Eighteen months ago, my wife and I had our first child, a boy. In the many months since his birth, our lives have changed immeasurably in ways both tangible and possibly unknowable. We could not love him more, and though our lives are different now, already we cannot remember who we were before he arrived, or what we did with ourselves before he appeared.
Occasionally dim memories surface of haute cuisine on white linen tablecloths; the flicker of late-night candles in dim bars; movie theaters asparkle with images and laughter and filled with strangers; Saturday mornings when we rose from bed just before noon to drink coffee, our pre-baby house quiet and orderly. But we don't often linger in those memories. They are being replaced daily by memories of first laughter; first word; first steps; first snowfalls; a first taste of ice cream, or lemon; his little body beside us in our bed.
But now I am a father, a dad. Fundamentally, I understand this to mean that biologically and emotionally, I am my son's dad. The paterfamilias. I feed him breakfast, change his diapers, strap him into his car seat – all the minutia of parenthood. But I've been spending a lot of time thinking about what it means to me to be a dad. How would I describe my role now, my function, perhaps to a man of my own age without children? Because being a dad is also so much more than just the minutia. When I was a child, my dad was my hero, a god. Fatherhood is like being the monarch of a tiny kingdom, full of blessings and burdens. But there again, how to describe my responsibilities, my essential duty?
One thing that has certainly been disrupted in our lives is our house. Our son, you see, seems to have come with hundreds of toys – toys that he carries about the house, out of their boxes and places to other spots. Frequently beside our bed, for example. Or on the cushion of a chair that I might flop into, exhausted at day's end.
Another change in the landscape of our home is the food debris left in our child's wake. By debris, I mean particulates of cracker, banana, cheese, pasta, apple, Cheerios. At the end of every meal he has begun wiping the table clean of whatever food was left before him. This food obviously lands on the floor. I now frequently step on shards of stale tortilla chips, or white lumps of warm cottage cheese, as I go to the kitchen on a late-night sortie for a glass of water.
My wife is an attorney, which means that she works long hours and comes home at the end of the day tired. I try to cook when I can so that she can spend time with our son, playing or cuddling. Many nights, both she and he are asleep on our bed by 8 in the evening, his little body beside hers, both of them snoring lightly. I wait for a while in the doorway of our bedroom, admiring them – my family.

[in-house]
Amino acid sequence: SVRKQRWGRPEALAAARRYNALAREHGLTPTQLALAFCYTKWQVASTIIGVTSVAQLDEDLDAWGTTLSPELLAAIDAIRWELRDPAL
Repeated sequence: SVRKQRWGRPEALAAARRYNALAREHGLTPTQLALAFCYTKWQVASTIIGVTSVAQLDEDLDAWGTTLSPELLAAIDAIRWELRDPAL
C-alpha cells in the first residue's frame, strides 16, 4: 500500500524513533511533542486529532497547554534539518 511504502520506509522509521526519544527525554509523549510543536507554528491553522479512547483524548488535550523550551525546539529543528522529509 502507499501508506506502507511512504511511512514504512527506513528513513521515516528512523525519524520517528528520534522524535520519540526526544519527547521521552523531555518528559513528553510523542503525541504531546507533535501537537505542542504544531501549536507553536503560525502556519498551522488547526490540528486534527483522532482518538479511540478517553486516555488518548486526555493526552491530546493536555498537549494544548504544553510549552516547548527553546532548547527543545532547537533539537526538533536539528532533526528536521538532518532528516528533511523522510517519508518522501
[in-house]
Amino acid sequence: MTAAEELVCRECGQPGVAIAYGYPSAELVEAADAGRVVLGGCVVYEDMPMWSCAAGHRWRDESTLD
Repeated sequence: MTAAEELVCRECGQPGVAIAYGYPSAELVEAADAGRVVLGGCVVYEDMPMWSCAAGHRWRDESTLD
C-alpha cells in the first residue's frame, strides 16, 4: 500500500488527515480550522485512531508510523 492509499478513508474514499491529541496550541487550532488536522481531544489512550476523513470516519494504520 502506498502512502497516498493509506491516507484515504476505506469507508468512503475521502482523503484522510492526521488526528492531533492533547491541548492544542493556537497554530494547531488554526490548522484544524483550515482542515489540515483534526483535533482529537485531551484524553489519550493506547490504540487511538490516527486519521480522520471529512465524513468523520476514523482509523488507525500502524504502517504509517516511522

As I said, I've only been a dad for 18 months now, but I think I know the answer to what it means to me, to be a father, the paterfamilias of this little household. It is the feeling at the end of the night, of carrying my son to his crib. Of pulling the covers over my wife and shutting off her bedside lamp. It is the bedraggled and weary feeling, on hands and knees, of sweeping bread crumbs into the palm of my hand from beneath the kitchen table. It is loading the dishwasher. Folding clothes. Locking all the doors. And shutting off all the lights – good night.
Being a dad to me, means being the last one standing. Knowing that everyone else is asleep and all right. That the house is quiet, and clean, and ready for another day of chaos. I don't mean to imply that I think my particular brand of fatherhood is equivalent to being a housekeeper, because that isn't it. But I do believe that a good father helps, assists in the house. A father makes things easier, not more difficult. A father leads. I have to believe that my son sees me cleaning, cooking, and treating his mother with respect. I have to believe that he is absorbing these signals. That in our family at least, good food means something. A clean house means something. That a partnership between mother and father means something.
I've begun thinking of my own parenting philosophy as "The Last One Turns Off The Lights." That's what I do. I check the locks on the doors, I clean the dishes, I tuck in my loved ones in their beds, and I extinguish the burning light bulbs. I am the paterfamilias. It is the best that I can do.
And I'm trying my best to create someone better than I am.
• Nickolas Butler studies creative writing at the University of Iowa Writers' Workshop. New Voices showcases the work of students, graduates, and faculty involved with master's of fine arts creative-writing programs around the United States.